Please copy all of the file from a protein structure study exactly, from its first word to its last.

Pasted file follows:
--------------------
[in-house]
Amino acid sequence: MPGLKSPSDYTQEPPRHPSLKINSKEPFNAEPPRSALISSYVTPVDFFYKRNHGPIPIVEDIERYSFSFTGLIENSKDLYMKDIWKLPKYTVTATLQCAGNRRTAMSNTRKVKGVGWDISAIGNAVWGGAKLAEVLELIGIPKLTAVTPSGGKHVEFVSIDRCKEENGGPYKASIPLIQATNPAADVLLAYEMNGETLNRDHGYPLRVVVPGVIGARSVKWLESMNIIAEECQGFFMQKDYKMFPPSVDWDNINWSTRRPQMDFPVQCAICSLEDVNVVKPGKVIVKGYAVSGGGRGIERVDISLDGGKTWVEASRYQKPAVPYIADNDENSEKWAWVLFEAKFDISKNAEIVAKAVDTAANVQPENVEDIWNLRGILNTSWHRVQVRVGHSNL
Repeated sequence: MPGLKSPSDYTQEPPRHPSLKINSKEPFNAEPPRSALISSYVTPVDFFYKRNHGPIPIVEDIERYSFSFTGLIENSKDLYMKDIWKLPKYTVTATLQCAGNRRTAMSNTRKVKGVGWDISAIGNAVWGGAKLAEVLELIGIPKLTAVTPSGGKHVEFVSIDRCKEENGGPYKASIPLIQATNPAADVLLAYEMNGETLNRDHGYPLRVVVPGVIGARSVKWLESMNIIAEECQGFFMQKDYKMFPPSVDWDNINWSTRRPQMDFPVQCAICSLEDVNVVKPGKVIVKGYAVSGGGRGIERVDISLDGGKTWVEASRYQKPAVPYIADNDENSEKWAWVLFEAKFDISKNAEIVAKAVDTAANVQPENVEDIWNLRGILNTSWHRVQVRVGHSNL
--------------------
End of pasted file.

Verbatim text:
[in-house]
Amino acid sequence: MPGLKSPSDYTQEPPRHPSLKINSKEPFNAEPPRSALISSYVTPVDFFYKRNHGPIPIVEDIERYSFSFTGLIENSKDLYMKDIWKLPKYTVTATLQCAGNRRTAMSNTRKVKGVGWDISAIGNAVWGGAKLAEVLELIGIPKLTAVTPSGGKHVEFVSIDRCKEENGGPYKASIPLIQATNPAADVLLAYEMNGETLNRDHGYPLRVVVPGVIGARSVKWLESMNIIAEECQGFFMQKDYKMFPPSVDWDNINWSTRRPQMDFPVQCAICSLEDVNVVKPGKVIVKGYAVSGGGRGIERVDISLDGGKTWVEASRYQKPAVPYIADNDENSEKWAWVLFEAKFDISKNAEIVAKAVDTAANVQPENVEDIWNLRGILNTSWHRVQVRVGHSNL
Repeated sequence: MPGLKSPSDYTQEPPRHPSLKINSKEPFNAEPPRSALISSYVTPVDFFYKRNHGPIPIVEDIERYSFSFTGLIENSKDLYMKDIWKLPKYTVTATLQCAGNRRTAMSNTRKVKGVGWDISAIGNAVWGGAKLAEVLELIGIPKLTAVTPSGGKHVEFVSIDRCKEENGGPYKASIPLIQATNPAADVLLAYEMNGETLNRDHGYPLRVVVPGVIGARSVKWLESMNIIAEECQGFFMQKDYKMFPPSVDWDNINWSTRRPQMDFPVQCAICSLEDVNVVKPGKVIVKGYAVSGGGRGIERVDISLDGGKTWVEASRYQKPAVPYIADNDENSEKWAWVLFEAKFDISKNAEIVAKAVDTAANVQPENVEDIWNLRGILNTSWHRVQVRVGHSNL